I was speechless. All I could do was what I set out to do, which was to remind him that we were in a place of worship and that he ought to have exercised more restraint and greater wisdom. I also gave him a rather sheepish, disingenuous reassurance that ‘there is probably a very good explanation with someone somewhere’.
The truth is, we all shared his frustration deep inside. We all had the same questions burning within. And because our shyness prevented us from raising these concerns sooner, we created a void that this brother ended up filling in the manner he knew best.
Incidents like these are neither rare nor isolated, and unfortunately, mishaps like the one that occurred at the Islamic Society of North America earlier this year do not exactly help the situation. Although it was an extreme example of accountability-gone-wrong, the ISNA episode served as an eye-opening revelation to a simple fact we have all been ignoring all along: our mosque administration is made up of brothers and sisters like you and I, and we all make mistakes. That is what checks-and-balances are there for. They make those mistakes transparent enough for everyone to see, increasing the likelihood that they will be corrected promptly.
Simply put, it is no longer good enough for our local mosque to tell us that we need $200,000 in order to expand the parking lot. We need to know how many more parking spaces that money is going to buy, and if the trade-off is ultimately worth it. We need to know who the contractor is, whether they offered the best deal, and what the expected date of completion is. Above all, we want to know if this project is the most salient and productive use of our money, or if there are priorities whose need is of a far more pressing nature.
Implementing this level of transparency will make our mosques infinitely more efficient and effective. It will bolster our trust in our respective administrations, it will give us greater confidence in the agency of our mosques, and it will provide us feedback on the usefulness of our contributions. It may even inspire us to donate more. However, this still does not solve our fundamental problem. After all, we want our mosques to rely on donations less, not more.
So how can our mosques become financially self-sustaining?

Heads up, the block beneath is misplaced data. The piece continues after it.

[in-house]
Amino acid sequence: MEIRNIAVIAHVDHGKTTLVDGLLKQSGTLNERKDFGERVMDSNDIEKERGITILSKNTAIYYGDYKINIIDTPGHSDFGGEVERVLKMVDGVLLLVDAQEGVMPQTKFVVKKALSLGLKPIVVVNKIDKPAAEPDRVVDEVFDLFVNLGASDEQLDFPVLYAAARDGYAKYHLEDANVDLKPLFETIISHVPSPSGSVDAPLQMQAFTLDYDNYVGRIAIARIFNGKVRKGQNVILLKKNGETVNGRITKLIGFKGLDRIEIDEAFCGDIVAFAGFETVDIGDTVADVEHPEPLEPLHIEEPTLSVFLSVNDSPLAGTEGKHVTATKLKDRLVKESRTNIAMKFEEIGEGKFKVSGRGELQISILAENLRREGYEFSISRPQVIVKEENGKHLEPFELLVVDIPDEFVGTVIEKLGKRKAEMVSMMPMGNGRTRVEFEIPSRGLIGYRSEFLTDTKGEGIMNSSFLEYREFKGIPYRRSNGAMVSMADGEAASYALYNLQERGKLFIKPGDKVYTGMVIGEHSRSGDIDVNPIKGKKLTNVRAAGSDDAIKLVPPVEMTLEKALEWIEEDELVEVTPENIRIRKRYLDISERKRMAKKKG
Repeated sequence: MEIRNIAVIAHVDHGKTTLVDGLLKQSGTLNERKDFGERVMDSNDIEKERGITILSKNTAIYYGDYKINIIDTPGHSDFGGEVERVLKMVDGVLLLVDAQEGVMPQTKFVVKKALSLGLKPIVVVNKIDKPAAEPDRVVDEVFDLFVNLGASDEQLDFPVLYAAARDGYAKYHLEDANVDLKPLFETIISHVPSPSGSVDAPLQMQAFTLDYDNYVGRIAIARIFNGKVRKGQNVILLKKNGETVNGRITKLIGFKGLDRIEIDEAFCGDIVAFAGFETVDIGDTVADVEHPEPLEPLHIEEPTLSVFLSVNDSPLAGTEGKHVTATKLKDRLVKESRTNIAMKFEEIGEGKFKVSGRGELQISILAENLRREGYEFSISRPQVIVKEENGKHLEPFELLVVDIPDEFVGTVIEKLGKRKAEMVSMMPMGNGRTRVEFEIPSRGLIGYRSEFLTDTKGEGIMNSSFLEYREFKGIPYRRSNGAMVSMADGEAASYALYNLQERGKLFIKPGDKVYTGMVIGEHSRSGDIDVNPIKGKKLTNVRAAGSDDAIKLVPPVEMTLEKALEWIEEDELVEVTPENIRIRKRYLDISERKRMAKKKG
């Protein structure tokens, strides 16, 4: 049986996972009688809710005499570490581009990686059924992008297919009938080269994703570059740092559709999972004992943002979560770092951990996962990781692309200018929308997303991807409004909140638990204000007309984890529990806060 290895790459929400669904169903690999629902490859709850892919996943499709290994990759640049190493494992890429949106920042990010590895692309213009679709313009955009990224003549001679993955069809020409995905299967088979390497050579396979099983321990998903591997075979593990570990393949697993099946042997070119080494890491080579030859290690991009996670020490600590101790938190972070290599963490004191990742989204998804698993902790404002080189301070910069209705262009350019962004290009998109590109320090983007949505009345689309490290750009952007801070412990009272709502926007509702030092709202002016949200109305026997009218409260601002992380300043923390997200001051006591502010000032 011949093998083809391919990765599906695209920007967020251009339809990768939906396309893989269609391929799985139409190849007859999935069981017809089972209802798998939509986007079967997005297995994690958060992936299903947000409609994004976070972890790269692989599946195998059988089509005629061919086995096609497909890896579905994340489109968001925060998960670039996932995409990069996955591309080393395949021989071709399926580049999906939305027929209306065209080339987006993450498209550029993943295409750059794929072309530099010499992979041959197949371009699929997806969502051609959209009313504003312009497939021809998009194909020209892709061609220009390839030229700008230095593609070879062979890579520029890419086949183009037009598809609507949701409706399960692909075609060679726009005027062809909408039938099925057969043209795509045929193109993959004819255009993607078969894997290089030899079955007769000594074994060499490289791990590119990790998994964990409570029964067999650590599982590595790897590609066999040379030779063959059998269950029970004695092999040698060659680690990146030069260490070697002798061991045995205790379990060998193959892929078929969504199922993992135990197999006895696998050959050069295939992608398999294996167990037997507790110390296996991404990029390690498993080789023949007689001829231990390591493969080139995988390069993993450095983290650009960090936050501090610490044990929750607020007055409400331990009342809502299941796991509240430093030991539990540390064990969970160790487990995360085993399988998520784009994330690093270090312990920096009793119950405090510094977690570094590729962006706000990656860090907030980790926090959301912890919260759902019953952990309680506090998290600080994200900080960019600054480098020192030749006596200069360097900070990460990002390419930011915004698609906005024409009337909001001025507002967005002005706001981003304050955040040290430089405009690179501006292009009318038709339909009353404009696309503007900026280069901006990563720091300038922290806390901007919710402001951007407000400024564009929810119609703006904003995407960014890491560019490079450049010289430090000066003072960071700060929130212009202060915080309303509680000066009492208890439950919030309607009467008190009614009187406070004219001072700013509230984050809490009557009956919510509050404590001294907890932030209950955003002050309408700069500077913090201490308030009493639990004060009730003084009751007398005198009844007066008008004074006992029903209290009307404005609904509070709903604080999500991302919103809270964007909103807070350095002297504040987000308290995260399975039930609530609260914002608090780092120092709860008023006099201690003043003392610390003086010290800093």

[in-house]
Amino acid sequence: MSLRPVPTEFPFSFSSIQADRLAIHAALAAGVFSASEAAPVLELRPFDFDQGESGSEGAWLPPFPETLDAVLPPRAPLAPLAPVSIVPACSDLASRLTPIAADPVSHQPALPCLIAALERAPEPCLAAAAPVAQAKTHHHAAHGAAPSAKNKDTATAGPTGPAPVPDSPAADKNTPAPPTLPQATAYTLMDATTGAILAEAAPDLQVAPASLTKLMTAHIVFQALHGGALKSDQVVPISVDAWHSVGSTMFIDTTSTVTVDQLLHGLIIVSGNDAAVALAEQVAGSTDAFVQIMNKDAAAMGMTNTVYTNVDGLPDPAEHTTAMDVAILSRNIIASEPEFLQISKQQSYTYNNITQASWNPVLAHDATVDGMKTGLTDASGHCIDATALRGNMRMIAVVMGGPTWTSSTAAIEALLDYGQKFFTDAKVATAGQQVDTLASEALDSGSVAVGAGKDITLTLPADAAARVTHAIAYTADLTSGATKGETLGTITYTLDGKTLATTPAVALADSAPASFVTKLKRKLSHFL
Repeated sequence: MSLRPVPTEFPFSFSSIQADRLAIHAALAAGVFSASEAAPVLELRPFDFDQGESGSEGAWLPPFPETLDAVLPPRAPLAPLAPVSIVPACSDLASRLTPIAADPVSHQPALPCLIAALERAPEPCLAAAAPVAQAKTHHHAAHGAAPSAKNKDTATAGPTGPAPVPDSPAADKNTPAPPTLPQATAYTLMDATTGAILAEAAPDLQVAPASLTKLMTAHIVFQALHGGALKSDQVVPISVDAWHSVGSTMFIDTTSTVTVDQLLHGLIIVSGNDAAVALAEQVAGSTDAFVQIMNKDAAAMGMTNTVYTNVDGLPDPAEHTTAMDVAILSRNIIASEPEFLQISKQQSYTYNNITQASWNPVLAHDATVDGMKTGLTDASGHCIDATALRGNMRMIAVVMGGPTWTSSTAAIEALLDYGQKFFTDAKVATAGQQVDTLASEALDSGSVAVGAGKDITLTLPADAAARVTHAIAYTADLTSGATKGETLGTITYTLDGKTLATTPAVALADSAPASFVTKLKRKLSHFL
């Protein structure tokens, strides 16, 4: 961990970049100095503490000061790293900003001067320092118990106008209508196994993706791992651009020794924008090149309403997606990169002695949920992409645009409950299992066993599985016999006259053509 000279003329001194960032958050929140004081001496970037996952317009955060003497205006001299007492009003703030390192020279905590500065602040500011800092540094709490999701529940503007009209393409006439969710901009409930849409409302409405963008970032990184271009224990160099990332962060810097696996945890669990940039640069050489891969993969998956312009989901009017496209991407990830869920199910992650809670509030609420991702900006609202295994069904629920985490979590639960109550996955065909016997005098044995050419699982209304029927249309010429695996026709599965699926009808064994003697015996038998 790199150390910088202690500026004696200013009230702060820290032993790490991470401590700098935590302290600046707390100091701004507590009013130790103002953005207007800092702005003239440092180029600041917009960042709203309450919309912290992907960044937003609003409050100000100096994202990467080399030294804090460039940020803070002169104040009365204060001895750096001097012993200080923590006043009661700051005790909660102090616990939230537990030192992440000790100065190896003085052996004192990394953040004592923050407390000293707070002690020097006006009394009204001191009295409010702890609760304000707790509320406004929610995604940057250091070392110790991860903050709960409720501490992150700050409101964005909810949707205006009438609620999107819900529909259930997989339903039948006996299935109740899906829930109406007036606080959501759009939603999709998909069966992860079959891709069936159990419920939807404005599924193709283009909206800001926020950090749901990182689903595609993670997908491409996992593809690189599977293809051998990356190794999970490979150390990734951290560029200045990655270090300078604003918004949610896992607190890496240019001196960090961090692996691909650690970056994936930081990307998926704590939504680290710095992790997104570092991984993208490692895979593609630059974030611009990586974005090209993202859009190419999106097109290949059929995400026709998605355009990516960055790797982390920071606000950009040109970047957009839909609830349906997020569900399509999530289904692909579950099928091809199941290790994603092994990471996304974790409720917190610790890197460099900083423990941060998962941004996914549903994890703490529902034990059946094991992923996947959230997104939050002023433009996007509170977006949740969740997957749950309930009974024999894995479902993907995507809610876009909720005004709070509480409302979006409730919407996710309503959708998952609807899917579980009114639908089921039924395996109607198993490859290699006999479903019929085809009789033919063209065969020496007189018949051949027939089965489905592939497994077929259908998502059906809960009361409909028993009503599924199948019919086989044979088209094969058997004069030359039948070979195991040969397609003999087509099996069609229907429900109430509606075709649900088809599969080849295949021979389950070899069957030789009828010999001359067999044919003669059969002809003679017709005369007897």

To start with, none of the ideas I am about to share are either novel or unprecedented. In fact, several mosques have already tried to implement certain measures in order to generate their own revenue, and a few have even met this with some degree of success. However, these efforts are often isolated and there is very little incentive for them to be taken very seriously. (After all, why on earth should our mosques trouble themselves to make money if the money they need is given to them on a golden plate every year?)
Our Islamic Centers and mosques need to create consistent streams of revenue that can be channeled back into the mosque for the sake of funding its panoply of activities. Plainly speaking, our mosques need to make money, and then use that money to pay its own bills and possibly more. How can this happen? Well, that very question is the playground on which our creativity ought to run wild. Consider the following thought experiment.
Arbitrarily, I have selected the Halton Mosque in Burlington, Ontario as the subject on whom we shall conduct our experiment. Since you may not be familiar with this mosque and its specifications, here they are briefly:
The Halton Mosque is arguably the only mosque that serves the entire community of Burlington and its surrounding region, a significant 10 km radius. The mosque can accommodate approximately 600 worshippers at full capacity, give or take. The congregation is composed of virtually every background and ethnicity, but the overwhelming majority of worshippers are of Middle-Eastern descent, followed by those of South-Asian origins. Finally, the property is divided approximately as follows: the mosque takes up 30% of the property, the parking lot takes up 60%, and the remaining 10% is essentially grass/unused space.